Irving Peter Layton was born Israel Pincu Lazarovitch in Tîrgu Neam, Romania, in 1912 and moved at the age of one with his family to Montreal, Canada. He graduated from Baron Byng High School, which the Canadian novelist Mordecai Richler also attended. In the early 1930’s, Layton associated with many of Montreal’s disaffected left-wing intellectuals whose Marxist ideology helped shape the political and social attitudes of his early poetry and prose. Later in the decade, he attended Macdonald College, graduating with a bachelor of science degree. In 1938, he married Faye Lynch. After a brief stint in the Canadian Army during 1942-1943, he attended McGill University in Montreal, where he received an M.A. in economics and political science in 1946.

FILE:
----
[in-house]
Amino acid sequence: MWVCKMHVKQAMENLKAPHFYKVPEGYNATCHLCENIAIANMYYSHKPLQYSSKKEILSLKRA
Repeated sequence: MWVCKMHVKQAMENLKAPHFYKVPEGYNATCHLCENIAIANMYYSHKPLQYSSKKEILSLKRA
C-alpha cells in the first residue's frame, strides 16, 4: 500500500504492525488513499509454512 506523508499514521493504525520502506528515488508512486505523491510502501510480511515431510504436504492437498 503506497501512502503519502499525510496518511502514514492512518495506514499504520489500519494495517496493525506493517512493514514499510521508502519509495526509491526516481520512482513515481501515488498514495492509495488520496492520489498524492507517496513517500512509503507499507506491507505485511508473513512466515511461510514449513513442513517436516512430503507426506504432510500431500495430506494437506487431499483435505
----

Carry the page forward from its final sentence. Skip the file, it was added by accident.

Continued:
For the next two decades, Layton earned his living teaching at Montreal high schools and at Sir George Williams University (now Concordia University). During this time, he became a member of a group of young poets in Montreal that included Louis Dudek and John Sutherland, who cofounded and edited First Statement, a periodical influential in the promotion of modern poetry in Canada. In 1945, Layton’s first work of poetry, Here and Now, appeared. Throughout his early career, he wrote and published a new collection each year, largely at his own expense; however, his work remained generally unrecognized. In 1948, he divorced his first wife and married Sutherland’s sister Betty, with whom he had a son and daughter. In the next decade, he began an extensive correspondence with the American poet Robert Creeley; this dialogue helped Layton formulate many of...
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